Community Research and Development Information Service - CORDIS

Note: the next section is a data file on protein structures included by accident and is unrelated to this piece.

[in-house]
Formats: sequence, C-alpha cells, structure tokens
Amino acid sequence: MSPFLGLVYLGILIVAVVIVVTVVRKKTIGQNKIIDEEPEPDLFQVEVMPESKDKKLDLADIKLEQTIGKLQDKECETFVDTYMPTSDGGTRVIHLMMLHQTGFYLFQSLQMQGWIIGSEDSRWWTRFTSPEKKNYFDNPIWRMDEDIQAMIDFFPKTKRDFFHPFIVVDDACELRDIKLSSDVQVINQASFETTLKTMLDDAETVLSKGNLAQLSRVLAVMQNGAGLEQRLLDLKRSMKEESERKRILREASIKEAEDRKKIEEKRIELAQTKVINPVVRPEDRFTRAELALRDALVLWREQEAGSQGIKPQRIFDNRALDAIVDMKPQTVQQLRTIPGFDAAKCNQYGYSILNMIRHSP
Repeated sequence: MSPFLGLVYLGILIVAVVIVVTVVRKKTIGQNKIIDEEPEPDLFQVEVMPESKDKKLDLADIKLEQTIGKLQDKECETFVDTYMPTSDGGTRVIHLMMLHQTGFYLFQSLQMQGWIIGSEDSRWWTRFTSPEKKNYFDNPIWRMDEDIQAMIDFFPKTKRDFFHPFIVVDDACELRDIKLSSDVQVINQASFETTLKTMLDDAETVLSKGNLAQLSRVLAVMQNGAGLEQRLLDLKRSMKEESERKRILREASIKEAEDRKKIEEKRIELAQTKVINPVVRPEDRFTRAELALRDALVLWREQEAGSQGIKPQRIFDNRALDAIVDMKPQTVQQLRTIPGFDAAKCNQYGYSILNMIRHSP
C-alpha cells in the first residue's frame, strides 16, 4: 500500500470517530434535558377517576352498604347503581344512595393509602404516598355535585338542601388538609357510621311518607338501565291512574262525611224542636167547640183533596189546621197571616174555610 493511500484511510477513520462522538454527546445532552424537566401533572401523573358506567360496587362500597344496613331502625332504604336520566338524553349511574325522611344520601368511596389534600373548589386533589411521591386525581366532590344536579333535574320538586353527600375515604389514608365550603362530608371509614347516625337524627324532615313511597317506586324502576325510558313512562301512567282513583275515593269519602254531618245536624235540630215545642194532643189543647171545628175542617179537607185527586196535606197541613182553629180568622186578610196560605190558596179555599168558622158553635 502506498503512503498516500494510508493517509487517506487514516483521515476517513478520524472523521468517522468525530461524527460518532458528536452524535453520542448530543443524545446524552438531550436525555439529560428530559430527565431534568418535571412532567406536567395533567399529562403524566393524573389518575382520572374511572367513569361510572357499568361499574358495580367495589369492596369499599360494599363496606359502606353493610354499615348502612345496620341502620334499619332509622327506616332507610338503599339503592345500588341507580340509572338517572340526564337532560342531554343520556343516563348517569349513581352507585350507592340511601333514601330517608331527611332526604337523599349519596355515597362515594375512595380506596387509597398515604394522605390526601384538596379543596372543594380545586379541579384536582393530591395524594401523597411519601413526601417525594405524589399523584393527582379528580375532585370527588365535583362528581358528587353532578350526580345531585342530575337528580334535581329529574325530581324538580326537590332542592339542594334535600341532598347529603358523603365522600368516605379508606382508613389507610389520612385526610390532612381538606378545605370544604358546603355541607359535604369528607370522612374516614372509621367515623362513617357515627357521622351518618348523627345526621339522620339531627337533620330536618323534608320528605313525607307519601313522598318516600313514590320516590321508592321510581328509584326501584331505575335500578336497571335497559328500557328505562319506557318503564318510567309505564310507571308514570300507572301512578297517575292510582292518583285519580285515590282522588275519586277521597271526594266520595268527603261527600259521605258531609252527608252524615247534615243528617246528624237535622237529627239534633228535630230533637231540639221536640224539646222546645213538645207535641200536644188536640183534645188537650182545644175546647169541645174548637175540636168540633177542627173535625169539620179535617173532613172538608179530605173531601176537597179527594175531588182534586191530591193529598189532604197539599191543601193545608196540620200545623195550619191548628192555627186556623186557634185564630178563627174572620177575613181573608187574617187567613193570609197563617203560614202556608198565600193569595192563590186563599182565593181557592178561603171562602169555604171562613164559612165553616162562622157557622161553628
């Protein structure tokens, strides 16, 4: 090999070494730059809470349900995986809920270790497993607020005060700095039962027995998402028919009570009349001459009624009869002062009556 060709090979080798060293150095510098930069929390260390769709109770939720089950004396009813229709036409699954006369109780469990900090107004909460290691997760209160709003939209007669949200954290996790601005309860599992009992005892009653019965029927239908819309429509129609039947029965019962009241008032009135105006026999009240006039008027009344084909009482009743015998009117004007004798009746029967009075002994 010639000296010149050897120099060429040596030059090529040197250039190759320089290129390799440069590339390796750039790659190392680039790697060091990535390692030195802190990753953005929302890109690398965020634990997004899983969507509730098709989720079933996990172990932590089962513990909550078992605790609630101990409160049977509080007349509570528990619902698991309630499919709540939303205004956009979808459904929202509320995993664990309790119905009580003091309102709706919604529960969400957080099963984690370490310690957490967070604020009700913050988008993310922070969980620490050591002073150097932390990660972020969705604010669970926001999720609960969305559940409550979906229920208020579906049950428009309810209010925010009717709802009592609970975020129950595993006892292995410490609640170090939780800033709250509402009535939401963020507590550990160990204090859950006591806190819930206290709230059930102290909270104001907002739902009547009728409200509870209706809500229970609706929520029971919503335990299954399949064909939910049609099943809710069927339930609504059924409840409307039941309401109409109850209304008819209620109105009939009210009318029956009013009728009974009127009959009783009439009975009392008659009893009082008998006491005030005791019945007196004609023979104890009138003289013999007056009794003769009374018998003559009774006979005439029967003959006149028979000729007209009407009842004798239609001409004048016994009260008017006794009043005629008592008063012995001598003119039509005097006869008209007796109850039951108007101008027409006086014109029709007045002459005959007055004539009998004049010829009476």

A few years after the migratory flow from southern European countries to central and northern European countries had ceased, including the returning wave of permanent returnees, the first immigrants began arriving to southern Europe from less developed countries. Their numbers did not, however, become significant until later on, and at different times for the different countries. In fact, the migratory currents in southern European countries take two different forms. In the larger, richer countries, relatively large numbers of immigrants arrived first (since the late 1970s in Italy, in the early 1980s in Spain), accelerating towards their peak from the mid-1980s until 1991. After this, immigration continues, but at a slower pace, although there is a difference: immigration drops first, and most markedly, in Spain rather than Italy. In the two smaller and poorer countries, the immigration trend lags behind. In both Greece and Portugal, immigration reaches significant levels only in the late 1980s and reaches its highest levels in the early 1990s. The numbers stay high until 1997, when the governments of these countries also decide to strengthen border patrols and take measures against illegal migrants.

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